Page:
In the lush and verdant land of Khemet, an ancient royal returns after a lifetime away. He brings with him a new god and the worst chaos the land has seen since the beginning of time. Young King Men-Kheper-Re is the only one on earth able to convince the gods to stop the wanton destruction of the land, but is unwilling.
Not even Hapiseneb, the young king's most trusted advisor, is able to persuade him to allow this new god's only request. A god himself, Men-Kheper-Re instead chooses to engage this newcomer in a battle of wits and wagers, choosing instead to replay the same contests fought millennia ago.
Everyone in the land of Khemet suffers from the gods' battles. Far away from the palaces and politics, Yered, a foreigner, hears about this god of his ancestor--this god his fathers forsook that had promised them everything before abandoning them to slavery. The ancient royal promised a land flowing with milk and honey, but all Yered can see is mud and straw.
Even though we all know how the story ends, it is my sincere hope that you come away from reading God of Chaos with a deeper understanding of the history of the first Passover, and apply it to what you hear, read, and study about the ultimate Passover Lamb. I also hope you take away, as I did, a better understanding of how God not only meets us where we are, but -- knowing all of our faults and weaknesses -- pursues us and makes His presence compeltely undeniable. He is the "I will Be There Howsowever I Will Be There". He was in the palaces and brickyards of Egypt, and He still is today.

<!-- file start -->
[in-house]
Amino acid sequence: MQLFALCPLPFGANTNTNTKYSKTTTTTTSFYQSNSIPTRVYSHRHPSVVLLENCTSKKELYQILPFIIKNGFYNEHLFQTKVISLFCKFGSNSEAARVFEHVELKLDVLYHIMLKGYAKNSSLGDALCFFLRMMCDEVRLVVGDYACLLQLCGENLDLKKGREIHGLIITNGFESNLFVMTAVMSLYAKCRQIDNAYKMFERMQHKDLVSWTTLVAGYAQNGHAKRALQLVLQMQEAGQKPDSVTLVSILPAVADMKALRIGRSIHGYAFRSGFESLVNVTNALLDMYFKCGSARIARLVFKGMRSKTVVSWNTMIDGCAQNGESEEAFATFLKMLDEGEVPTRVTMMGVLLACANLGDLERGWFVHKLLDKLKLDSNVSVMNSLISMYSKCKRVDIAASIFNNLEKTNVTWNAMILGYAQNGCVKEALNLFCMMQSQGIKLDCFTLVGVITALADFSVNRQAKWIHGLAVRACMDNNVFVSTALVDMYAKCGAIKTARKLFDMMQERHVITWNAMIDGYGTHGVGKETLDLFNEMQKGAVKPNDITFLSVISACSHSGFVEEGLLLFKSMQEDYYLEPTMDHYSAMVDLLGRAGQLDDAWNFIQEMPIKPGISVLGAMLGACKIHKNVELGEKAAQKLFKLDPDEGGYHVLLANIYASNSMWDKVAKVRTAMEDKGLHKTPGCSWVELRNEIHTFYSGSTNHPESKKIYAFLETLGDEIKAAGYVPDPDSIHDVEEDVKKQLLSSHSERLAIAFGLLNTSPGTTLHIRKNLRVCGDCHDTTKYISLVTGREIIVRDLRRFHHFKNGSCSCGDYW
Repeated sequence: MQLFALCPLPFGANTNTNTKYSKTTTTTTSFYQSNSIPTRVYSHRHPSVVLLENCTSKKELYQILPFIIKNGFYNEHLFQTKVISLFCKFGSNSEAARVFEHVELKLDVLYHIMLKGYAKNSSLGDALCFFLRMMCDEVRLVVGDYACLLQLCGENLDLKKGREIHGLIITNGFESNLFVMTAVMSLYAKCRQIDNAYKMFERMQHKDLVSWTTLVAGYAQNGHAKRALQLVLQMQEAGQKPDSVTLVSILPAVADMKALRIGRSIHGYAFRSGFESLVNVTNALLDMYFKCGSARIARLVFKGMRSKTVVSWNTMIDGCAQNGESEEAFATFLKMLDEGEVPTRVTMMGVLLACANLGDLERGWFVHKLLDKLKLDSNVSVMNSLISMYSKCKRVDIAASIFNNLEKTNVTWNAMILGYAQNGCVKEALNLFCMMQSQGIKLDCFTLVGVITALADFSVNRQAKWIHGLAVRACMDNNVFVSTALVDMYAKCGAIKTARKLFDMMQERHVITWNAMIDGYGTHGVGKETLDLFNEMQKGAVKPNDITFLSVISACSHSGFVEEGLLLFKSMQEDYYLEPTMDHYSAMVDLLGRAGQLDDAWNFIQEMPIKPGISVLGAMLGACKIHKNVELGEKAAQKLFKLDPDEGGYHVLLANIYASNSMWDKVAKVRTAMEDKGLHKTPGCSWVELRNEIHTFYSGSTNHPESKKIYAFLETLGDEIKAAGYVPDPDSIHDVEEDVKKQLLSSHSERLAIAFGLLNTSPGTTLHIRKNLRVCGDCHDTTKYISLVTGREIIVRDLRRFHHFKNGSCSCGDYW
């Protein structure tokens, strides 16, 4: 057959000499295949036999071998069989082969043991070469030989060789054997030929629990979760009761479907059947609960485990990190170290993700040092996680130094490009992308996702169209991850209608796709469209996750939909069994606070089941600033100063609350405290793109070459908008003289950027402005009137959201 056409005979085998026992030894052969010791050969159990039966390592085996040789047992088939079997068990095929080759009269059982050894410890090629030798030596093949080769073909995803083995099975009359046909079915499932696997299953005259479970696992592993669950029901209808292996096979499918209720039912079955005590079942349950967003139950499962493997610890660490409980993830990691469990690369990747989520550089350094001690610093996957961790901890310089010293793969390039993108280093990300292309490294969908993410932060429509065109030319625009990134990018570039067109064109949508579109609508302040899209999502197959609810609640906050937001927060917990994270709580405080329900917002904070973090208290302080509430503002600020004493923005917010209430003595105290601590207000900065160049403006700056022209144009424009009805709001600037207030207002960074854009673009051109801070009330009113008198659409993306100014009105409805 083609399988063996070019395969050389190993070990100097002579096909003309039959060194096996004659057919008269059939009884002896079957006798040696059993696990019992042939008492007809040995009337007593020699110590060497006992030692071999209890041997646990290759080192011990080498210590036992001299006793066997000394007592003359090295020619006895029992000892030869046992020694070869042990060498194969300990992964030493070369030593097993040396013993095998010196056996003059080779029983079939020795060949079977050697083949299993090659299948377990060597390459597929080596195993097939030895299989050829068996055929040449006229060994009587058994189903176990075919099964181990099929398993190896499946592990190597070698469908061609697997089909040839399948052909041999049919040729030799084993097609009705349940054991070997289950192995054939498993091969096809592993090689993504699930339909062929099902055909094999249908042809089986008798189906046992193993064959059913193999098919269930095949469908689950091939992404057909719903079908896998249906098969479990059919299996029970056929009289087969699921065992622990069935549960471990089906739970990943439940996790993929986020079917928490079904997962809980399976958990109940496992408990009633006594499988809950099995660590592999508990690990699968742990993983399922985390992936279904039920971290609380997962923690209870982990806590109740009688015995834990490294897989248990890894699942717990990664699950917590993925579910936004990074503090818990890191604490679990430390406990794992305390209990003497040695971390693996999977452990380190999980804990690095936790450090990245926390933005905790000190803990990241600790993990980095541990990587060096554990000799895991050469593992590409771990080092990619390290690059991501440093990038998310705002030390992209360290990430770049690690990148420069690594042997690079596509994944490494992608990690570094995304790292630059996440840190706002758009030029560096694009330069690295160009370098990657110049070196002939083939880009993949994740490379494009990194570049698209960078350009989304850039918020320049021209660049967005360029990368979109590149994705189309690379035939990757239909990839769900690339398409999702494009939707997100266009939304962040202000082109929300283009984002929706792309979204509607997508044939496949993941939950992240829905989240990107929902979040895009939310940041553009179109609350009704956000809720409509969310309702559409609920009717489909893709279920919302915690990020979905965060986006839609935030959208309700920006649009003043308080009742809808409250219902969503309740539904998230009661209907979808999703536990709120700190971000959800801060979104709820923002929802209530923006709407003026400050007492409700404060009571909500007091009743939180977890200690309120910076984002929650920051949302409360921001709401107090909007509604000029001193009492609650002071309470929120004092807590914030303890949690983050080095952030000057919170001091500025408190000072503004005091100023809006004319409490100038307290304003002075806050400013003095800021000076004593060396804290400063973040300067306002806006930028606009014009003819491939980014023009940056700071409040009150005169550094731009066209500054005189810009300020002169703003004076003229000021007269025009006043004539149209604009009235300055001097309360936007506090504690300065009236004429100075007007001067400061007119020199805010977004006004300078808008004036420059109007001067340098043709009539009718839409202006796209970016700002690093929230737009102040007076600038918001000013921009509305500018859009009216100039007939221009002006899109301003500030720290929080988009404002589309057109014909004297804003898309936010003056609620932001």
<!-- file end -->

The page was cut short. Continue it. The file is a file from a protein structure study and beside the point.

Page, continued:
RM Strong lives in the Pacific Northwest with her husband, son, dog, cat, 4-H guinea pigs and therapy chinchilla. When she is not volunteering at church or at her son's elementary school, 4-H, fencing club, or helping him with Cub Scouts, she is writing or thinking about writing.